“For example one thing I’d like to improve on is the pageantry. I thought the rink looked fantastic and the community looked good but I think we do an even better job,” he said. “I think we can get more businesses involved, we can dress up the hotels more, we can do that type of stuff.”
Even more effort will go towards marketing of the event.
An event like this requires a large volunteer base and on that front Yarmouth will be building on its volunteer base from last year, which saw 188 volunteers take part in the running of the event. It’s expected the majority of these volunteers would be interested in participating in the event again this year. As part of the official announcement of the World Challenge return to Yarmouth, volunteers from last year’s event were recognized during a ceremony on the ice prior to the Yarmouth Mariners’ Feb. 1 game against the Amherst Ramblers.
Last year’s World Junior A Challenge included two teams from Canada and teams from the United States, Russia, Czech Republic and Switzerland. Whether it will be the all of the same teams this year is not yet known, Wiwchar said. In past years other countries that have participated have included Finland, Germany and Sweden.
As for when tickets will go on sale, Wiwchar said they might go on sale as early as the end of next week or very soon thereafter. The goal is within the next two to three weeks to start ticket sales. Like last year, full event ticket packages will be sold first.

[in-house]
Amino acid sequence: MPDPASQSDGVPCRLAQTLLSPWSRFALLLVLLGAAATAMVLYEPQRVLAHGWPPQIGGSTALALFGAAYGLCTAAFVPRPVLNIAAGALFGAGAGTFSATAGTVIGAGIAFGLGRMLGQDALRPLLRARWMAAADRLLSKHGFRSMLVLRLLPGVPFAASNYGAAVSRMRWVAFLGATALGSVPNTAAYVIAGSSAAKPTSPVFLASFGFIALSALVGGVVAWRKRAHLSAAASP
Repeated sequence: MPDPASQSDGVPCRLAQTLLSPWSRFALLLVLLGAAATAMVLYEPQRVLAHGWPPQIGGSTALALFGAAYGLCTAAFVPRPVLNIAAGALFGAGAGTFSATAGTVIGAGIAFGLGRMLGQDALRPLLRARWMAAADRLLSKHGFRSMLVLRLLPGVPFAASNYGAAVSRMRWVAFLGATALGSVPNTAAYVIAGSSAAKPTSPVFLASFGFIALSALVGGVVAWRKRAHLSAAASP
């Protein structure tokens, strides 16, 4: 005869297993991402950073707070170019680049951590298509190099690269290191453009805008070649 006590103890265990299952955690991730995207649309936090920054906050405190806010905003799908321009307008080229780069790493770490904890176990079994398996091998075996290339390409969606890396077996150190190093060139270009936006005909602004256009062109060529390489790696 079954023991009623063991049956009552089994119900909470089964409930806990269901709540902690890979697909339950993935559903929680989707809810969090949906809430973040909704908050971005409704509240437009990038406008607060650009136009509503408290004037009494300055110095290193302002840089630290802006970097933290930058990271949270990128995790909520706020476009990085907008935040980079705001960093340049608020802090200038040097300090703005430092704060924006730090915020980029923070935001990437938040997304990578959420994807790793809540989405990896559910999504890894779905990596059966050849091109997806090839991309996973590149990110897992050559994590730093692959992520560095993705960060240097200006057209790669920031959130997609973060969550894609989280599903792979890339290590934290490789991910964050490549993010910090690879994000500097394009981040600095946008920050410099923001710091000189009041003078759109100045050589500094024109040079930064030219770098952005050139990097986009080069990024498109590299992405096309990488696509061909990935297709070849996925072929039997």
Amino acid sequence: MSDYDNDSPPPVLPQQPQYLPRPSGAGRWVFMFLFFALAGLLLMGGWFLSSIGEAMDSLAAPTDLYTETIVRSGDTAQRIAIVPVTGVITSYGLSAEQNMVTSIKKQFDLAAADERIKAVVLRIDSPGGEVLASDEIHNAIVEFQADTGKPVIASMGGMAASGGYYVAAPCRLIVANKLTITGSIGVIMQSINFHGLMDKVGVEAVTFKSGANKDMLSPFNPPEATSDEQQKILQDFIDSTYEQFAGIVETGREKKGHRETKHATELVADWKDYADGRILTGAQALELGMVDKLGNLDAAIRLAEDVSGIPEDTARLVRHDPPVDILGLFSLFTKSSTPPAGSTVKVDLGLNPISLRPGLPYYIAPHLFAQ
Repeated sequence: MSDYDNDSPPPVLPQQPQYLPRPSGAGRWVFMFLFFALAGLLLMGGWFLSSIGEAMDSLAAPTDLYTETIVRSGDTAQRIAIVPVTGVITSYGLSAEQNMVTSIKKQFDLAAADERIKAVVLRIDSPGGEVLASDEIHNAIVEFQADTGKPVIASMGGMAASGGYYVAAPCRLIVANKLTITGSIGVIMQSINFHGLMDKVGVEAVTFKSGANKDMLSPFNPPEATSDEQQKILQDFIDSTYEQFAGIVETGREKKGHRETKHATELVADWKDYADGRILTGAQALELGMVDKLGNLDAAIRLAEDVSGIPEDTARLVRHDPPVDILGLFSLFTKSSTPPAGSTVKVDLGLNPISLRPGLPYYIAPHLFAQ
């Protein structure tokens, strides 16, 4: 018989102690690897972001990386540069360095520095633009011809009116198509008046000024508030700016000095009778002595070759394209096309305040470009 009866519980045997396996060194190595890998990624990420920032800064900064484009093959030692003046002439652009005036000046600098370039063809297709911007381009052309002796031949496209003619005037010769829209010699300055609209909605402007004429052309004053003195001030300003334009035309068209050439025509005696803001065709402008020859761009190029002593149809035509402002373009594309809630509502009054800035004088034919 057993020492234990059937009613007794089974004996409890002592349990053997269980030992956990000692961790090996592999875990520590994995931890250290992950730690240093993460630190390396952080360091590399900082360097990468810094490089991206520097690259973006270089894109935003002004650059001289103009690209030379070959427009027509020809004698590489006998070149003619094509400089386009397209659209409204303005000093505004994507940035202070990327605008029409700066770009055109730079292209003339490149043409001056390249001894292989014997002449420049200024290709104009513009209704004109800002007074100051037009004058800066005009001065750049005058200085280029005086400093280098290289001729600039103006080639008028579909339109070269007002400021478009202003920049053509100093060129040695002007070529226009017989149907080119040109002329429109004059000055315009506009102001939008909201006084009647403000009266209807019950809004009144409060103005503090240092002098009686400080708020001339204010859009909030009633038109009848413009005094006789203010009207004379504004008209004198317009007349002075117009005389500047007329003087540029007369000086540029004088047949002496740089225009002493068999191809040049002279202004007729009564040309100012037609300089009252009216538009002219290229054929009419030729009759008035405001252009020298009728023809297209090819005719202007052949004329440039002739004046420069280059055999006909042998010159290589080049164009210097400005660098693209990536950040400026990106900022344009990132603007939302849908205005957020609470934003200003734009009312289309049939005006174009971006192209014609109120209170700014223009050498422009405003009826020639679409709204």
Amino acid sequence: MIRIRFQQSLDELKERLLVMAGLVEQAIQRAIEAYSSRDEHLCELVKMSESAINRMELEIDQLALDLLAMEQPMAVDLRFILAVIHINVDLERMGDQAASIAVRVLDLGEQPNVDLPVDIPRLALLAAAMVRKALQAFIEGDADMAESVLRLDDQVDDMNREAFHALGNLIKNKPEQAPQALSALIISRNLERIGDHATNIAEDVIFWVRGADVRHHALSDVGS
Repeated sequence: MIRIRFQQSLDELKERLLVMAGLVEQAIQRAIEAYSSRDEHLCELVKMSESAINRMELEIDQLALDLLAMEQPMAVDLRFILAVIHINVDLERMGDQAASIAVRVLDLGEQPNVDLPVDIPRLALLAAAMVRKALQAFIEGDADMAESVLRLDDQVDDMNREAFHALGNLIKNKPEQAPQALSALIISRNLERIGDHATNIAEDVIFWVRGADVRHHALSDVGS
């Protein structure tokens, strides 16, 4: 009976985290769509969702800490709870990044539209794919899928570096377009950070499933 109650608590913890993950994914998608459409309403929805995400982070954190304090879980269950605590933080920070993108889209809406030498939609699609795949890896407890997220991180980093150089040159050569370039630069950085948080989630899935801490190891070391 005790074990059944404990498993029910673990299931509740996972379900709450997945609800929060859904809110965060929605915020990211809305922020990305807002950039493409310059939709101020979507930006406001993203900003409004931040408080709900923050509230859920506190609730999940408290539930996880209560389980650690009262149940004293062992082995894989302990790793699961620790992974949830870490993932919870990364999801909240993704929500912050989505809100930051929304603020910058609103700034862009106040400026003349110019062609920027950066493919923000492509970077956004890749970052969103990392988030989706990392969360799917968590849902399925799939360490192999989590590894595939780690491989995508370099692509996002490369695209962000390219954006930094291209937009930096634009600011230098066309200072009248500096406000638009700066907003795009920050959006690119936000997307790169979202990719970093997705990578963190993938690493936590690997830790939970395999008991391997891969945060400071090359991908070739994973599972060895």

TSN will again televise the gold medal game live, which last year was won by Team USA over Team Canada West. Other games throughout the week will be webcast by Fast Hockey.
Like last year, portions of the tournament will also branch out to neighbouring communities. Last year exhibition games and a CJHL prospect game were held in Liverpool, Barrington and Digby.
The organizing committee has been speaking with neighbouring communities about this year’s event. Digby, for instance, may host a pre-tournament exhibition game the weekend of Nov. 2 and 3, a CJHL prospects game during the week and maybe a tournament consolation game. Details of what games will be held outside of Yarmouth will continue to be sorted out.
Meanwhile, members of the organizing host committee in Yarmouth are thrilled that the event is coming back in November.
“It’s great, we’re ready, we’ve got the volunteer base,” said committee member Wayne Hamilton. “We’re just going to have fun.”
Yarmouth Mayor Pam Mood is equally thrilled.
“We’ve shown who we are as a community and what we offer and the fact that they’re coming back a second time speaks volumes,” she said. “It’s exciting. It’s an amazing way to bring the community together. It’s great for businesses.”
Mood said Yarmouth continues to demonstrate that it can be taken seriously when it comes to hosting large-scale events and things like the World Junior A Challenge position the area well to go after other big events. She says not only does Yarmouth have the physical infrastructure to offer, but also a population that is welcoming to visitors.
“We step up every single time something is put in front of us,” she said. “There is no doubt that when people come to Yarmouth we leave a lasting impression.”
For a look back at last year's World Junior A Challenge click here.